Stay up to date with notifications from The Independent

Notifications can be managed in browser preferences.

Andy Murray will not have Roger Federer-style send off and not ready to retire yet

Murray was a Laver Cup teammate of Federer’s as the Swiss star retired from professional tennis

Harry Latham-Coyle
Monday 26 September 2022 10:23 BST
Comments
Roger Federer (left) retired from tennis at the 2022 Laver Cup
Roger Federer (left) retired from tennis at the 2022 Laver Cup (AFP via Getty Images)

Andy Murray has said that he thinks he does not “deserve” the sort of send-off enjoyed by Roger Federer at the 2022 Laver Cup.

The 41-year-old marked his playing retirement with a final doubles defeat alongside Rafael Nadal at the event as Team World came from behind to claim their first Laver Cup crown.

Murray was also part of the Team Europe unit beaten in London, losing both of his matches as Team Europe missed out on a fifth consecutive win.

It was an emotional weekend for Bjorn Borg’s team as Federer waved goodbye, with the 20-time grand slam champion receiving a standing ovation after a farewell speech on Sunday evening.

Murray has endured signficant injury torment over the last few years but insists he is not yet planning his own retirement.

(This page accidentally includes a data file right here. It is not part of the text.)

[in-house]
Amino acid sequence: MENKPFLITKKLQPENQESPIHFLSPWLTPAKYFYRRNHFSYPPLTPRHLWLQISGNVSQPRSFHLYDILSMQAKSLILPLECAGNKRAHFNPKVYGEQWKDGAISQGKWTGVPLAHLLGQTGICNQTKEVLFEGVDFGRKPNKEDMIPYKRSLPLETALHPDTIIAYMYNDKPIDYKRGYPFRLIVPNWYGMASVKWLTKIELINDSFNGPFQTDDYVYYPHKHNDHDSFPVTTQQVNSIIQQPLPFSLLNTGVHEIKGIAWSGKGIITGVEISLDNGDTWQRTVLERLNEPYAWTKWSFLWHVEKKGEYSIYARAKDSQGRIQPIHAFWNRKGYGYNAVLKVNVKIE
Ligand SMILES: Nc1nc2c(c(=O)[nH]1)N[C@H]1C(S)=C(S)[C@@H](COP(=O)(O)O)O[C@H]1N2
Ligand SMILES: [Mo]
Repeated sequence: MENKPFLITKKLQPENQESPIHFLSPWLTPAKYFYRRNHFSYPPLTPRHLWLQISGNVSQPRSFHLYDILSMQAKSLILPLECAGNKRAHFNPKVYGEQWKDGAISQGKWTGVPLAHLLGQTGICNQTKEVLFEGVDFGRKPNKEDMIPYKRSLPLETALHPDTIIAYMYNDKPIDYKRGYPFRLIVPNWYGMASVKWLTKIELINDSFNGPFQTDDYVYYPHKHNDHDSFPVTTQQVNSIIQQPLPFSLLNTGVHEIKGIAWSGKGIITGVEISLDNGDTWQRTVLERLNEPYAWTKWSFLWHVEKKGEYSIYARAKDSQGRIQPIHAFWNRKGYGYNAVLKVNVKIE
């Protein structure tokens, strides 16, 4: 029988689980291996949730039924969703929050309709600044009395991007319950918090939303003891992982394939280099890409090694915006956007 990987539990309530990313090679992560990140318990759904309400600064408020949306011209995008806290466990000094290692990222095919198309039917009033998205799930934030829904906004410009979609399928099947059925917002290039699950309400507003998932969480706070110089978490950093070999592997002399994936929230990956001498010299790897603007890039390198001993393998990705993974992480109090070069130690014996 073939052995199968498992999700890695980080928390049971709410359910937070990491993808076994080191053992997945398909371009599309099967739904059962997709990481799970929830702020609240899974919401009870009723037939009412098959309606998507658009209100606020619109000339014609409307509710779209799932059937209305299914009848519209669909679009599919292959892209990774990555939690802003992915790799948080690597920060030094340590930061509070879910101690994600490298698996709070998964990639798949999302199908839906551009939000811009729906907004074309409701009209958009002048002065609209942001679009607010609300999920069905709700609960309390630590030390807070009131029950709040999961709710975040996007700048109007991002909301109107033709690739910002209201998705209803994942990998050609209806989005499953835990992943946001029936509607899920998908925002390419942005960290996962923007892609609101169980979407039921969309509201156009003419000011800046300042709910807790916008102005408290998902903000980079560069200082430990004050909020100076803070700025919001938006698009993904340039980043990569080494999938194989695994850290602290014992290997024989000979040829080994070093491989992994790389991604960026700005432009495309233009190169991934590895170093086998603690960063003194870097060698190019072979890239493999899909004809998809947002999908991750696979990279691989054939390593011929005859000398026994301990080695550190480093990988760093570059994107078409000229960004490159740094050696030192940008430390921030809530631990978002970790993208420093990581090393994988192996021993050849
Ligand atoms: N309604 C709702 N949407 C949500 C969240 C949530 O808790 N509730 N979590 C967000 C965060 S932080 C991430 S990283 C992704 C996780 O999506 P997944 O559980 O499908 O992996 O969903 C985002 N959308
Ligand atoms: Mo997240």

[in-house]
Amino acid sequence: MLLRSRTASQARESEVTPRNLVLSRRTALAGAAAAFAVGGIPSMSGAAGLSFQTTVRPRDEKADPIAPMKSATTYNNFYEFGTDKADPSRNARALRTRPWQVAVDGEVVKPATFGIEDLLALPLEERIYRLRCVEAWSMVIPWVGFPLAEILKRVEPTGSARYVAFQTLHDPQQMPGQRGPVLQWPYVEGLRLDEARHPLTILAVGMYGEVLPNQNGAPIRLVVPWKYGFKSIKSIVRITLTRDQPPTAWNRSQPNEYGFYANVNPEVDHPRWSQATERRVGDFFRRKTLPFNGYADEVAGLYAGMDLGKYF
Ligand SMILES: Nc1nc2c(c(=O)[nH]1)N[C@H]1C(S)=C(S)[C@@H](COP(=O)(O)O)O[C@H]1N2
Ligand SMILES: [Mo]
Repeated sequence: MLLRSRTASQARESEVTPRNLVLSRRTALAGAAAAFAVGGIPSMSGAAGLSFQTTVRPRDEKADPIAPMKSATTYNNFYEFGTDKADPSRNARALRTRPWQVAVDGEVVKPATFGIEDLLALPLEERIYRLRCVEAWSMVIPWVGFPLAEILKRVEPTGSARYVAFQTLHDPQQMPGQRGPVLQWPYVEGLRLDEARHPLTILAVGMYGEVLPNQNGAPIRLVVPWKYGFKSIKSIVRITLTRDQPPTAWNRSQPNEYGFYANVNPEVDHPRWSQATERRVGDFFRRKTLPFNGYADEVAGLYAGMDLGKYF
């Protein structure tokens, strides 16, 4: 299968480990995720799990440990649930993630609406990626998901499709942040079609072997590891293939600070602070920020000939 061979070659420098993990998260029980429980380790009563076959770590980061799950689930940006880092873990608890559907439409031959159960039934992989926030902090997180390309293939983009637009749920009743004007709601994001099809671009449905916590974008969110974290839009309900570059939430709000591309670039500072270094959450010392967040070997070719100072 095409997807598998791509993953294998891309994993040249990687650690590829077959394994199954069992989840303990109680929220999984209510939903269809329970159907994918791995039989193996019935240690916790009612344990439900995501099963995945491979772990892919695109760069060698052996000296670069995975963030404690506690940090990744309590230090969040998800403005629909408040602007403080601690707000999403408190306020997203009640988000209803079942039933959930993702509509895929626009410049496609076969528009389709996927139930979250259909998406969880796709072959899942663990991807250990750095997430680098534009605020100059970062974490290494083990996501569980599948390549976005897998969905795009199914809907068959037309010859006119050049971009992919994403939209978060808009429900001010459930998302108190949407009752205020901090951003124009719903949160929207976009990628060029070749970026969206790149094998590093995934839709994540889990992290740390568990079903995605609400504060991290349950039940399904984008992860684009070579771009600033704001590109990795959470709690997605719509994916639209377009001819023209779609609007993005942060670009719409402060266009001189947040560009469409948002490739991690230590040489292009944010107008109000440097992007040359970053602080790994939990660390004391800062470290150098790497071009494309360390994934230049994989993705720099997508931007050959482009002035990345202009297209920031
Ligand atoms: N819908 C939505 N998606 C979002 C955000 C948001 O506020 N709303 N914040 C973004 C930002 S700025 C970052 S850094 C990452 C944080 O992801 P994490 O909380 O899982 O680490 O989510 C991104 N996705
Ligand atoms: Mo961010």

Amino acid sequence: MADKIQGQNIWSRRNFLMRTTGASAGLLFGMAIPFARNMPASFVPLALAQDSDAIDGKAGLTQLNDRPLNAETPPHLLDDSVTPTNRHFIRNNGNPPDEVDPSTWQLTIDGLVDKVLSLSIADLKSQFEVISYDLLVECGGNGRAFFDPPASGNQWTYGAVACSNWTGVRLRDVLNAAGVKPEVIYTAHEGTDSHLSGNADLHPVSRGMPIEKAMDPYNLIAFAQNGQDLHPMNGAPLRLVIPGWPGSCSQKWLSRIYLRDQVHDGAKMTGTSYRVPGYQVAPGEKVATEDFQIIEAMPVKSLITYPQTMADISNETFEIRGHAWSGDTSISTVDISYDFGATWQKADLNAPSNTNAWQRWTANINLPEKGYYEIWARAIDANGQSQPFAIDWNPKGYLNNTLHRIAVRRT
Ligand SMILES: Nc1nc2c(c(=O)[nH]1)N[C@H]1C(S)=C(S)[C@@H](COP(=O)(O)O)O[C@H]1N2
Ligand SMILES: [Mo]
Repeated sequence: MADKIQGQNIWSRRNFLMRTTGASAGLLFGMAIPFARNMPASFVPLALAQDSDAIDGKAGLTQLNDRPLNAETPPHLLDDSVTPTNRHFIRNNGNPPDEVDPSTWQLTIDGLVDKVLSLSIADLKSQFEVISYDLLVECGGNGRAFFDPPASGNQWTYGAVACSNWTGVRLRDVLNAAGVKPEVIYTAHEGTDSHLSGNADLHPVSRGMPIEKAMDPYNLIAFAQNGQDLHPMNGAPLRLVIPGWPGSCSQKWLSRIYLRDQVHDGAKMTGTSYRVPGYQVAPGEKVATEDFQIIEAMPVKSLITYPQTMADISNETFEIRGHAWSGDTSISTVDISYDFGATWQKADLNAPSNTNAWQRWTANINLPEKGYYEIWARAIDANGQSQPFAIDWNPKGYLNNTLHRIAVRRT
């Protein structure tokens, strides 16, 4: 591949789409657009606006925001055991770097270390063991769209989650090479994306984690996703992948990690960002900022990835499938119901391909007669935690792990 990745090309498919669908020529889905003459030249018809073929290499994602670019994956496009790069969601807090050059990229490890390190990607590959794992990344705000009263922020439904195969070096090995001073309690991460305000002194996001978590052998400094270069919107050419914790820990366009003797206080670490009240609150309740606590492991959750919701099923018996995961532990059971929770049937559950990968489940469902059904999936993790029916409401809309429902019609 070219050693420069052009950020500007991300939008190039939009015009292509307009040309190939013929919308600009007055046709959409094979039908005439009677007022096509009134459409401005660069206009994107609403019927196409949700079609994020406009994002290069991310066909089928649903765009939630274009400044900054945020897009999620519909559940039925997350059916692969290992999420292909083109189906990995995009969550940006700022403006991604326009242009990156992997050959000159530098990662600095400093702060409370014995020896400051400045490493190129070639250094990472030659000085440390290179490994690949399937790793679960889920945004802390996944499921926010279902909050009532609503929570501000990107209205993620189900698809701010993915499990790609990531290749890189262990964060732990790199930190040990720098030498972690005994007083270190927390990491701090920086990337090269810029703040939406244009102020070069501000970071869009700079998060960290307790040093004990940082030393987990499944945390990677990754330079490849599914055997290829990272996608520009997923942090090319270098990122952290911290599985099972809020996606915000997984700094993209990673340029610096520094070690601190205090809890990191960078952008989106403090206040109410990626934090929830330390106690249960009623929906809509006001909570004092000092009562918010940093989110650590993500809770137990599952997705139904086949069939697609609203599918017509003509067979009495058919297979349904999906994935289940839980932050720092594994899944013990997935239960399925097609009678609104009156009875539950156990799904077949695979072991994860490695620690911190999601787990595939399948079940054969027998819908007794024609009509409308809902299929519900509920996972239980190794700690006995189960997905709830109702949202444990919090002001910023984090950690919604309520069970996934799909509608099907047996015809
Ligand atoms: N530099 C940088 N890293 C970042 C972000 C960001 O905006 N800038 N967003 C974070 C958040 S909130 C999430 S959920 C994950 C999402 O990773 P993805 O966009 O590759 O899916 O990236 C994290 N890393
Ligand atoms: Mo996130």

“I’m really not thinking about that right now,” said Murray about his potential retirement, who has not been beyond the third round at a major since 2017.

“I certainly won’t and don’t deserve to have a send-off like [Federer’s].

“Roger did deserve that night and it was super special having all of those guys there watching on the side of the court.

“I probably would announce when I’m going to play my last event, but when that is I don’t know.

“I’m still playing competitive tennis and physically feeling good against top players.”

Team Europe had established a four-point lead over the first two days of competition in London, but three consecutive defeats on Sunday condemned them to a first Laver Cup loss, with wins worth three points on the final day of the event.

Murray had partnered Matteo Berrettini in the opening doubles action, missing out to Felix Auger-Aliassime and Jack Sock in a deciding tie-break set.

The event had reunited Murray with long-time rivals Federer, Nadal and Novak Djokovic, for a time a dominant quartet at the top of men’s tennis, and the Scot admitted that the weekend had caused him to reflect on what he and his teammates had achieved during a “special” period.

“[In] the few days in the build-up to [Friday[, I found myself thinking a lot about these last sort of 10, 15 years more than I probably have done before,” Murray said.

“When I was going through some of the injury problems, I didn’t know if I was going to play, I was thinking about it from my own perspective.

“But maybe looking at it more in a broader perspective, like thinking about what Roger’s done for the game and what Rafa and Novak [Djokovic have done], as well, and what this period has been like, it has been special.

“We’re lucky to be here and [to have been] present for Friday night.”

Join our commenting forum

Join thought-provoking conversations, follow other Independent readers and see their replies

Comments

Thank you for registering

Please refresh the page or navigate to another page on the site to be automatically logged inPlease refresh your browser to be logged in